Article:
Background/objectives: Treatment guidelines and strategies are often based on data from randomized controlled trials and observational clinical studies. These sources drive treatment decisions, yet the data they provide may have limited relevance to the wider population in real-world clinical practice due to the narrow selection criteria applied to patients in trials. Information used to inform clinical practice and improve patient outcomes can, therefore, be unreflective of real-world clinical situations. The purpose of this article is to assess the value of Adelphi Disease Specific Programmes (DSPs) as sources of real world data.
Methods: DSPs are large, multinational, observational studies of clinical practice for a range of common chronic diseases. Treatment practice data are collected by physicians (n = 700) who are asked to provide information for the next 10 patients consulting for a specific condition. These patients (n = 7000) are also invited to fill out a self-completion form providing their own assessment of symptoms, expectations and quality of life.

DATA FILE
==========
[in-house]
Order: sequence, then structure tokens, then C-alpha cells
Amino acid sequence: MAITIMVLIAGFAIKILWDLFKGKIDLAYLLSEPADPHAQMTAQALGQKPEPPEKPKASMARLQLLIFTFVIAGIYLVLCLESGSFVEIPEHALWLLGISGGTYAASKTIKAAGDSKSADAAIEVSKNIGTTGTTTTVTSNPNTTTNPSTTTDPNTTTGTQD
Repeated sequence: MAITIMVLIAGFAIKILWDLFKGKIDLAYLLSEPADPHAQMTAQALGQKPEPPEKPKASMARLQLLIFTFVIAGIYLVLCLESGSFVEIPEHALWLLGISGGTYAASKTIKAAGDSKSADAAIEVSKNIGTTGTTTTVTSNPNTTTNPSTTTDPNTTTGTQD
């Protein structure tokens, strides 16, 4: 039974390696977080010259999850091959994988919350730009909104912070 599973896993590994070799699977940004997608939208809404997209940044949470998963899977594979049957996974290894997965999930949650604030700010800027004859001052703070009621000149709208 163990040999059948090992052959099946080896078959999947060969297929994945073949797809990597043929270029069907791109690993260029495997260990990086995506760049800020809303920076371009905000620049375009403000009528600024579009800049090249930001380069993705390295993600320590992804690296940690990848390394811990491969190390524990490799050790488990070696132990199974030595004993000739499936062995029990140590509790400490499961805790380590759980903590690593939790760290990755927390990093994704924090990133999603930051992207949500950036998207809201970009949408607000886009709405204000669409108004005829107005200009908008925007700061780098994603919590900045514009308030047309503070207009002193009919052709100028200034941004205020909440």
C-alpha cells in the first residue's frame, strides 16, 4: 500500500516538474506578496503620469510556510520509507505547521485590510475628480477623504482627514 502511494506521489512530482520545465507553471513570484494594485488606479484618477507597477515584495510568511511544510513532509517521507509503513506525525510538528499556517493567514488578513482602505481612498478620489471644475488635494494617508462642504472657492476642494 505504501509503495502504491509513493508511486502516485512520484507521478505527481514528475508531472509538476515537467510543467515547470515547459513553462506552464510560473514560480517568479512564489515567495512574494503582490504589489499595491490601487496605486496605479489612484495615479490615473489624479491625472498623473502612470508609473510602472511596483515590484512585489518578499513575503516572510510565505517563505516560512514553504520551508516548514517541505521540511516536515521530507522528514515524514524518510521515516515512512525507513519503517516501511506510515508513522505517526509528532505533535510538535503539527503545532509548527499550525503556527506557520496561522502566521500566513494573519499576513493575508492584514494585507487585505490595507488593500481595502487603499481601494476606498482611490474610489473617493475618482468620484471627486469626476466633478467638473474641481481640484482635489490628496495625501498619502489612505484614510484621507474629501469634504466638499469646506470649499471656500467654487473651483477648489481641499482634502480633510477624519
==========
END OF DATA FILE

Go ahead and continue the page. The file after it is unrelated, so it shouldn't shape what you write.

Analyses: This article provides examples of the statistical techniques that have been employed to analyse the data in terms of cost/burden of illness, quality of life, disease severity and progression, compliance and adherence to therapy, impact of treatment guidelines and analyses of unmet need.
Conclusions: DSPs can support clinical understanding of how diseases are managed including rationale for doctor decision-making and patient attitudes to their condition. Comparisons with other data sources and limitations of the programmes are discussed (including the fact that, unlike claims databases and registries, the DSPs are cross-sectional and not longitudinal).